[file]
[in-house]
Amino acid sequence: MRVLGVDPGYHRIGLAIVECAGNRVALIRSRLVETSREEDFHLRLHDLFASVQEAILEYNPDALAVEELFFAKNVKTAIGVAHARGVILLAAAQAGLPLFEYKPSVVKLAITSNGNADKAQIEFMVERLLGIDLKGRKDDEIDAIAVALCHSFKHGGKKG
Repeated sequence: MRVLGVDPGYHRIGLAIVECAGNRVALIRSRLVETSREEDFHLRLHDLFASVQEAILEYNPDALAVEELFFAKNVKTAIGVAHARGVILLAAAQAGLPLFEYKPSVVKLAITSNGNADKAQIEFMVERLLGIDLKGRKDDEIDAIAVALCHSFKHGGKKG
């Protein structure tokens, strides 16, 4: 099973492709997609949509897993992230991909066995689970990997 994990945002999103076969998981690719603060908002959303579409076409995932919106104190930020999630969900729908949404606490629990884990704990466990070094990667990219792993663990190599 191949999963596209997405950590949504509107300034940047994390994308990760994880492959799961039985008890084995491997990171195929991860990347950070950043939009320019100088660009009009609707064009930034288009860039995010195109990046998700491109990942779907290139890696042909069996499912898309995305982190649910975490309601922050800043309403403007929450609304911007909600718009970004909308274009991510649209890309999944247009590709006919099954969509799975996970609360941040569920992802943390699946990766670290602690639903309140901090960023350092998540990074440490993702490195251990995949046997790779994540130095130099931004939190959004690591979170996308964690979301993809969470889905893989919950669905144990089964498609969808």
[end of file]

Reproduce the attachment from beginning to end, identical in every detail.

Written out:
[in-house]
Amino acid sequence: MRVLGVDPGYHRIGLAIVECAGNRVALIRSRLVETSREEDFHLRLHDLFASVQEAILEYNPDALAVEELFFAKNVKTAIGVAHARGVILLAAAQAGLPLFEYKPSVVKLAITSNGNADKAQIEFMVERLLGIDLKGRKDDEIDAIAVALCHSFKHGGKKG
Repeated sequence: MRVLGVDPGYHRIGLAIVECAGNRVALIRSRLVETSREEDFHLRLHDLFASVQEAILEYNPDALAVEELFFAKNVKTAIGVAHARGVILLAAAQAGLPLFEYKPSVVKLAITSNGNADKAQIEFMVERLLGIDLKGRKDDEIDAIAVALCHSFKHGGKKG
């Protein structure tokens, strides 16, 4: 099973492709997609949509897993992230991909066995689970990997 994990945002999103076969998981690719603060908002959303579409076409995932919106104190930020999630969900729908949404606490629990884990704990466990070094990667990219792993663990190599 191949999963596209997405950590949504509107300034940047994390994308990760994880492959799961039985008890084995491997990171195929991860990347950070950043939009320019100088660009009009609707064009930034288009860039995010195109990046998700491109990942779907290139890696042909069996499912898309995305982190649910975490309601922050800043309403403007929450609304911007909600718009970004909308274009991510649209890309999944247009590709006919099954969509799975996970609360941040569920992802943390699946990766670290602690639903309140901090960023350092998540990074440490993702490195251990995949046997790779994540130095130099931004939190959004690591979170996308964690979301993809969470889905893989919950669905144990089964498609969808």